Unable to tolerate being in the hospital anymore, I demanded to be discharged, and even bluffed to leave against medical advice. Finally, I was discharged the following Thursday, making it a week. All I remember is the horrific pain I felt every where in my body down to the bone, and trying my best not to puke my guts out. I made it home. I smelled like urine and my hair was globs of oil. But I was relieved to be in a bed, in a place I knew, around people I love. I felt a little more human.

To keep it short, the days and weeks following consisted of more depression, more embarrassing and helpless situations on my end, and yet trying to feel as normal as possible.

Slowly, I began to recover. First one finger at a time, one toe at a time, then holding a fork, picking up a cup of water, brushing my teeth, and putting on make-up. I started to regain hope in myself. I knew who I was, and I started remembering the strong and stubborn person that lived within, who wouldn’t let anything stop her from achieving her goal. I was feeling myself again. I felt hopeful. I wouldn’t let this devil of an illness change who I am, and break me. I fought the sickness and I win more every day.

I pray for everyone who suffers with TM, and I genuinely hope that the odds will be in your favor.

Thank you for reading my story.

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My Story with ADEM

My name is Darren Clayton. I am 31 years old and live in Stillwater, Oklahoma. I would like to tell my story about being diagnosed with Acute Disseminated Encephalomyelitis.

On the evening of November 2, 2014, I was having horrible pain in my lower back and felt like there were ants crawling on the inside of my skin from my waist to my neck. I drove to the emergency room and while there, they started doing lab work and running tests to see what might be wrong. Before I go any further I will say that I had been sick with flu-like symptoms for 2-3 weeks prior to this. I had a fecal test and was aware that I had gotten Campylobacter Jejuni and Cryptosporidium and was given antibiotics. I had felt like I was getting somewhat better when this hit me all of a sudden.

While waiting for results from the lab work at the emergency room, a nurse came in and asked me to give a urine sample. As hard as I tried, I could not urinate. While waiting in the emergency room, I lost all feeling from my waist down. The nurse came back in every few minutes and started scolding me about not being able to urinate, although there was no way I could.

The doctor and nurse advised me that I probably just had a slipped disk and told me to go home and go see my family doctor the next day. I called my wife to come pick me up and the nurse put me in a wheelchair in the lobby while I waited for my wife. I made it home and literally crawled from the vehicle inside the house and up the stairs to my bedroom. I laid there for about 30 minutes and had to pee so bad that I felt like I was going to explode. After about 45 minutes my wife called the ER and spoke with the nurse who had ‘taken care’ of me. The nurse asked me if I had taken the medicine that they had given me for anxiety and told me that I just needed to calm down. After my wife had spoken with her and got pretty agitated, I waited a few more minutes to see if I could pee and realized I couldn’t.  With so much pain in my back and feeling like my bladder was going to explode, my wife called 911 and had me transported back to the ER where they used a catheter to empty my bladder which was 4 times as full as normal.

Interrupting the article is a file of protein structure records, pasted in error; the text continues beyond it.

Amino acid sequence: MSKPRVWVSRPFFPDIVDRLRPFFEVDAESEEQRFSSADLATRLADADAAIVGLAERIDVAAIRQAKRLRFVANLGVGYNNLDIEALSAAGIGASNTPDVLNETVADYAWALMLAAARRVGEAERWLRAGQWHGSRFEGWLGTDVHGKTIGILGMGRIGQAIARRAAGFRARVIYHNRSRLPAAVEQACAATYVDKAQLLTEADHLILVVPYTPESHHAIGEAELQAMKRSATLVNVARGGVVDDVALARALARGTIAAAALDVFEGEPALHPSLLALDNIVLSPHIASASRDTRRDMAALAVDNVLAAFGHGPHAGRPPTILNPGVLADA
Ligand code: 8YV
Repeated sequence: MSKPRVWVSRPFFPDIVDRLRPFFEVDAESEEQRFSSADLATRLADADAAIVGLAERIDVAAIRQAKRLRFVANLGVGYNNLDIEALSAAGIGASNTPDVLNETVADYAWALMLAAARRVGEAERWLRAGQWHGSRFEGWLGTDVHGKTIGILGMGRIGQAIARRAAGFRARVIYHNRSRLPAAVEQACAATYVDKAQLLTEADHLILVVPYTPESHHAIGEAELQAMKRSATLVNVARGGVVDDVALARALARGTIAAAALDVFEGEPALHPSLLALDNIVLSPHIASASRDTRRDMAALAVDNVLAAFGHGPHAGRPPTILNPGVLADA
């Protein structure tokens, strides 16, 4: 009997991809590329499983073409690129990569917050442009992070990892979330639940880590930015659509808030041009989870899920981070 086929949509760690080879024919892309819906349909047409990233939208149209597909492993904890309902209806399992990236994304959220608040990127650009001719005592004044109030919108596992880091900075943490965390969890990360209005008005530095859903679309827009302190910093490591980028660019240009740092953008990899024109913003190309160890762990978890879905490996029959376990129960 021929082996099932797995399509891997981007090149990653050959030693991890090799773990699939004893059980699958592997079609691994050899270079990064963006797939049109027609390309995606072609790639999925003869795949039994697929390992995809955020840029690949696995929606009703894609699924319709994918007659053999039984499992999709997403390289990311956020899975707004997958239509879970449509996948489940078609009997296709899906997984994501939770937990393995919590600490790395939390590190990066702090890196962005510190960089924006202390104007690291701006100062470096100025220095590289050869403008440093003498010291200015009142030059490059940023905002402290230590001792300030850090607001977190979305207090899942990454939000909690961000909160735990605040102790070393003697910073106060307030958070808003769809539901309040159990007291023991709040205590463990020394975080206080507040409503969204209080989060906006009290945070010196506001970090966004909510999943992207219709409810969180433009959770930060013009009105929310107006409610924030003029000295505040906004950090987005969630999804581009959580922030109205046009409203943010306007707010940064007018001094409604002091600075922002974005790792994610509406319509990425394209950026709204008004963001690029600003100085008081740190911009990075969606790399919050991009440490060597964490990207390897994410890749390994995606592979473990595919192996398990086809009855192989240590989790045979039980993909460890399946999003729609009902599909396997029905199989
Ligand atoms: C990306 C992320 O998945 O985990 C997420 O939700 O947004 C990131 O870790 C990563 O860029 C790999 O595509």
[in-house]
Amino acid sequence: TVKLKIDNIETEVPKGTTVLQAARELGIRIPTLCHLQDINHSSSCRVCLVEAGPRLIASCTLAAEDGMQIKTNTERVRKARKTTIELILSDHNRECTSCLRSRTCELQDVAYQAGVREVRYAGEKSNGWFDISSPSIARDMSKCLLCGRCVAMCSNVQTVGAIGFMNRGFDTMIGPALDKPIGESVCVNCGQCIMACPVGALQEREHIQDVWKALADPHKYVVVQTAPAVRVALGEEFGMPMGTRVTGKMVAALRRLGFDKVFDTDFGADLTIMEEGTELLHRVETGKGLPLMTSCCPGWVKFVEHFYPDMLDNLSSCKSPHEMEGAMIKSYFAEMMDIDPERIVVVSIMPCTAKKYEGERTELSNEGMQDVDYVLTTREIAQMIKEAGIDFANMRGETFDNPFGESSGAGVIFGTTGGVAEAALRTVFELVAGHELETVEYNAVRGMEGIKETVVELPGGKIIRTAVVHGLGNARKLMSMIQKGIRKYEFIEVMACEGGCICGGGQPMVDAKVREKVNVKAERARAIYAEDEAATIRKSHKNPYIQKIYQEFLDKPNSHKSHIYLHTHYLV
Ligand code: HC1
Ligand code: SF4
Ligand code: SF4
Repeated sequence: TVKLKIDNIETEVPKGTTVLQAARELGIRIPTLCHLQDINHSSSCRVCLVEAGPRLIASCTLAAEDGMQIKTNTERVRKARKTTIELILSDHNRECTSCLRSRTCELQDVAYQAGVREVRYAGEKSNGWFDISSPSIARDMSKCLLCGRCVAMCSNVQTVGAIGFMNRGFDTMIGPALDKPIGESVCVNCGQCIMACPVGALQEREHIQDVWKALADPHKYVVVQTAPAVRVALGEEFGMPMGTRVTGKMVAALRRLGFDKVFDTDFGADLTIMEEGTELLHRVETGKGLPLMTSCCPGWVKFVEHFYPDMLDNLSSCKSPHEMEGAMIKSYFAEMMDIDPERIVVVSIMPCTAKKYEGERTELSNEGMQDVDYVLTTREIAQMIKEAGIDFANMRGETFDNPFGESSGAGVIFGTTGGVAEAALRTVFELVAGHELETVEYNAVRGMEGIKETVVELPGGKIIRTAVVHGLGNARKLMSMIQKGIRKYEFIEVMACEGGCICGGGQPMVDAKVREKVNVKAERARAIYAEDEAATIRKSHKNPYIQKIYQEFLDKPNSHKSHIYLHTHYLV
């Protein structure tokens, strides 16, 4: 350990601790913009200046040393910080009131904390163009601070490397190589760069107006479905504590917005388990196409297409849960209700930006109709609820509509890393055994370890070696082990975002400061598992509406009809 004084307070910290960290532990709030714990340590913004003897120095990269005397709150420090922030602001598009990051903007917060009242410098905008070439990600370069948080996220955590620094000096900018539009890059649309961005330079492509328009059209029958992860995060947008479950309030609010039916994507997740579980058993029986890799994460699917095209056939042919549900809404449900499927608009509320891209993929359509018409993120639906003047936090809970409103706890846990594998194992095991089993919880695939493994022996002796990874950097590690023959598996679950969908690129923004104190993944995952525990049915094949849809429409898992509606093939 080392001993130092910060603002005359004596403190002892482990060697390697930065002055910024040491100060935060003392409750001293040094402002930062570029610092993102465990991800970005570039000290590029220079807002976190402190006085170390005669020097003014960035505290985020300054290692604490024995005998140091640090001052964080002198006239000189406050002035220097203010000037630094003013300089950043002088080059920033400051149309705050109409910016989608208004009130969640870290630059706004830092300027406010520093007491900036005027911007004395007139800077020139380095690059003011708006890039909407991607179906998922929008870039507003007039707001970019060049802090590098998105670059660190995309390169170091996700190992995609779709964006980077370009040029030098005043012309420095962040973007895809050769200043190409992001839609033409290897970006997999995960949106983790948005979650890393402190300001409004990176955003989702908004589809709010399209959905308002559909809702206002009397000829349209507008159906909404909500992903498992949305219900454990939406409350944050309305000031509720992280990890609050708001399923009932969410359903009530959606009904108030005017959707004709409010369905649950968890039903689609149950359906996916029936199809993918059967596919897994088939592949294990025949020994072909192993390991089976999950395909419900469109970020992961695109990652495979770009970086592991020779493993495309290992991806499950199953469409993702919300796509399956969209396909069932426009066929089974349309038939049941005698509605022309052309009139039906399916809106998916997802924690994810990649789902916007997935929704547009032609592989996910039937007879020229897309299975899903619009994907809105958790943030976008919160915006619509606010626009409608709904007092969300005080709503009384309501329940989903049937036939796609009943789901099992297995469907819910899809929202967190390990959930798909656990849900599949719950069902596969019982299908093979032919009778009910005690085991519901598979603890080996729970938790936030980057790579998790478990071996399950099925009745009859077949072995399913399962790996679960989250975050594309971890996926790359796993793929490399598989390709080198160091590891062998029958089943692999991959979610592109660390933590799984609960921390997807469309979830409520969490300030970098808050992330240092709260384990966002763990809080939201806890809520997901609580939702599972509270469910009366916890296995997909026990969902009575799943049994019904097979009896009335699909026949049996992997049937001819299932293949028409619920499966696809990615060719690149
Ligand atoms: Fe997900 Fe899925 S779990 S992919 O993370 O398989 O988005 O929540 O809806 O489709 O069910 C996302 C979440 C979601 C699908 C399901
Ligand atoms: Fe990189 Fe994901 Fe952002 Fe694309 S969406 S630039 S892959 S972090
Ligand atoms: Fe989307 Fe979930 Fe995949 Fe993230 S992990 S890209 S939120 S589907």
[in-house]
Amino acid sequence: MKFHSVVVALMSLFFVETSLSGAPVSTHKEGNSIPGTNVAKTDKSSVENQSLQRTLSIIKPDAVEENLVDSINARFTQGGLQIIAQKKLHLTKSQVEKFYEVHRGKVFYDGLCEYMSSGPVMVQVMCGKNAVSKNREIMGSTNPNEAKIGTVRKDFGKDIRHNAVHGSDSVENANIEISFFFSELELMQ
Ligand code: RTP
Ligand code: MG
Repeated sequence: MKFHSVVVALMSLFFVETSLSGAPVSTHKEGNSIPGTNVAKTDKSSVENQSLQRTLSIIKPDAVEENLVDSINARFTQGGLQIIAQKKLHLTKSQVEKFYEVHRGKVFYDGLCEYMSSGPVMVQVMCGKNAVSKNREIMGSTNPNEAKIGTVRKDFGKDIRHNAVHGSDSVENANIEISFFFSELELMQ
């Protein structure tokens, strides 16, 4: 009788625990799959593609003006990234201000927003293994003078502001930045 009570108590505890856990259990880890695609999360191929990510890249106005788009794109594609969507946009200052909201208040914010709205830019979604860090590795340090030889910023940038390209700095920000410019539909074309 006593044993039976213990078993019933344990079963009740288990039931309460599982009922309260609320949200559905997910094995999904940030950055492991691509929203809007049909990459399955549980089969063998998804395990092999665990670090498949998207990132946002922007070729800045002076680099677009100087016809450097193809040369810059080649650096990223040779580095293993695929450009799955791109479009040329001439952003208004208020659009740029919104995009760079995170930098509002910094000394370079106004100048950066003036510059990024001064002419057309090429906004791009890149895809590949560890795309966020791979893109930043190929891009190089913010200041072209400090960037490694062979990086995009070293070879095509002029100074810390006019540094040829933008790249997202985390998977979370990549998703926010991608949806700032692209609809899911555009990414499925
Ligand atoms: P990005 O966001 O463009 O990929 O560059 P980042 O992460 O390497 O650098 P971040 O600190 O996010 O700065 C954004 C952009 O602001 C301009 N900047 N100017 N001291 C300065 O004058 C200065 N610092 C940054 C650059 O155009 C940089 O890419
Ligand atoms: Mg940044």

They then transported me to a hospital in Oklahoma City, OK where I was met by a group of doctors, nurses and neurologists. They immediately did a spinal tap and the next day they told me that I had Transverse Myelitis. They first thought that I had Guillain-Barré Syndrome and started treating me for that but after doing an MRI they had concluded that I had Acute Disseminated Encephalomyelitis. They moved me to ICU and I was told they would keep me there until they were sure that the paralysis would not move up above my lungs and they would have to put me on a ventilator. While in the ICU, a team of neurologists came in and were discussing my condition, as they said that it was so rare and had never seen a case like it, and were trying to learn from it and figure out what could be done. After about 5 days, I was finally able to move my left big toe. Within two days they had moved me to a regular room and started taking the proper steps to admit me into Jim Thorpe Rehabilitation Hospital (to whom I give a lot of credit to why I am walking today). I was moved there and started inpatient rehabilitation. I had neurologists and doctors coming in explaining what this disease was, the chances of coming back from it and how difficult it would be. I would say that this was a miserable time and I was down in the dumps, but that came later. I started out doing therapy twice a day, just trying to learn to walk again. I had lost over 20 pounds and was so weak it was pitiful. A doctor had come in and told me that I may never walk again and told me that my chances of walking again were about 33%. I then said that there was no way I was going to be in a wheelchair for the rest of my life. At the time my son was 6 years old. I couldn’t imagine not being able to ride bikes with him, play with him outside and live a life that was not somewhat normal. I prayed to God that he would help me walk again. “If nothing else comes back, even if I have to use a catheter or have other life changing problems, I HAVE to walk again” was my prayer.